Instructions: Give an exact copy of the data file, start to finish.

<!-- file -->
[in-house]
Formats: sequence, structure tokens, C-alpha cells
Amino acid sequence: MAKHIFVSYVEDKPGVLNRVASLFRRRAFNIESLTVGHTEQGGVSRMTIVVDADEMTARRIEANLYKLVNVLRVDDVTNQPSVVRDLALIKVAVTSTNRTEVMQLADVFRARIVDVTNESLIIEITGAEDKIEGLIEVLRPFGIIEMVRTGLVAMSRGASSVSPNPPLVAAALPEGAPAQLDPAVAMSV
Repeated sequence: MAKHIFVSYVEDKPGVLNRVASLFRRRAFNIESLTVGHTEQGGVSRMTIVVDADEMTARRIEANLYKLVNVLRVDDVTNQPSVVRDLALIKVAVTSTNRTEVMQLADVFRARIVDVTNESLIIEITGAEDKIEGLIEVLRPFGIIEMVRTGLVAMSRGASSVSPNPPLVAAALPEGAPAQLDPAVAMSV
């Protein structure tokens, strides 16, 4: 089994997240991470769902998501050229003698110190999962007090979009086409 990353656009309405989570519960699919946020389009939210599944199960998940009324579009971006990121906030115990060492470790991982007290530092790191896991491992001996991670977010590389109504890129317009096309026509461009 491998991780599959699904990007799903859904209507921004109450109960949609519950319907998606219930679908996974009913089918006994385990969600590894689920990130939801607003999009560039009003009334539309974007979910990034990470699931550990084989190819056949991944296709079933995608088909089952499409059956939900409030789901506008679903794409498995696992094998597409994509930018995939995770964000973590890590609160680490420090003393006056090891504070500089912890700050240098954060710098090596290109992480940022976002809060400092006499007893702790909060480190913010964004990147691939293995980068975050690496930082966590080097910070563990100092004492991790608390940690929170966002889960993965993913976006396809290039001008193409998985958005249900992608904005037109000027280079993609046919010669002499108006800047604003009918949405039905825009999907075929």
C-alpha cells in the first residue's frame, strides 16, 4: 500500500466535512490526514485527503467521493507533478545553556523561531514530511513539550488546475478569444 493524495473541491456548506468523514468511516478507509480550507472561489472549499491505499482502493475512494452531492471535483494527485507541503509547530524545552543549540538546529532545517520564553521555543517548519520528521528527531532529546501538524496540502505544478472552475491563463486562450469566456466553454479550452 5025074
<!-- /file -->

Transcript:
[in-house]
Formats: sequence, structure tokens, C-alpha cells
Amino acid sequence: MAKHIFVSYVEDKPGVLNRVASLFRRRAFNIESLTVGHTEQGGVSRMTIVVDADEMTARRIEANLYKLVNVLRVDDVTNQPSVVRDLALIKVAVTSTNRTEVMQLADVFRARIVDVTNESLIIEITGAEDKIEGLIEVLRPFGIIEMVRTGLVAMSRGASSVSPNPPLVAAALPEGAPAQLDPAVAMSV
Repeated sequence: MAKHIFVSYVEDKPGVLNRVASLFRRRAFNIESLTVGHTEQGGVSRMTIVVDADEMTARRIEANLYKLVNVLRVDDVTNQPSVVRDLALIKVAVTSTNRTEVMQLADVFRARIVDVTNESLIIEITGAEDKIEGLIEVLRPFGIIEMVRTGLVAMSRGASSVSPNPPLVAAALPEGAPAQLDPAVAMSV
């Protein structure tokens, strides 16, 4: 089994997240991470769902998501050229003698110190999962007090979009086409 990353656009309405989570519960699919946020389009939210599944199960998940009324579009971006990121906030115990060492470790991982007290530092790191896991491992001996991670977010590389109504890129317009096309026509461009 491998991780599959699904990007799903859904209507921004109450109960949609519950319907998606219930679908996974009913089918006994385990969600590894689920990130939801607003999009560039009003009334539309974007979910990034990470699931550990084989190819056949991944296709079933995608088909089952499409059956939900409030789901506008679903794409498995696992094998597409994509930018995939995770964000973590890590609160680490420090003393006056090891504070500089912890700050240098954060710098090596290109992480940022976002809060400092006499007893702790909060480190913010964004990147691939293995980068975050690496930082966590080097910070563990100092004492991790608390940690929170966002889960993965993913976006396809290039001008193409998985958005249900992608904005037109000027280079993609046919010669002499108006800047604003009918949405039905825009999907075929």
C-alpha cells in the first residue's frame, strides 16, 4: 500500500466535512490526514485527503467521493507533478545553556523561531514530511513539550488546475478569444 493524495473541491456548506468523514468511516478507509480550507472561489472549499491505499482502493475512494452531492471535483494527485507541503509547530524545552543549540538546529532545517520564553521555543517548519520528521528527531532529546501538524496540502505544478472552475491563463486562450469566456466553454479550452 5025074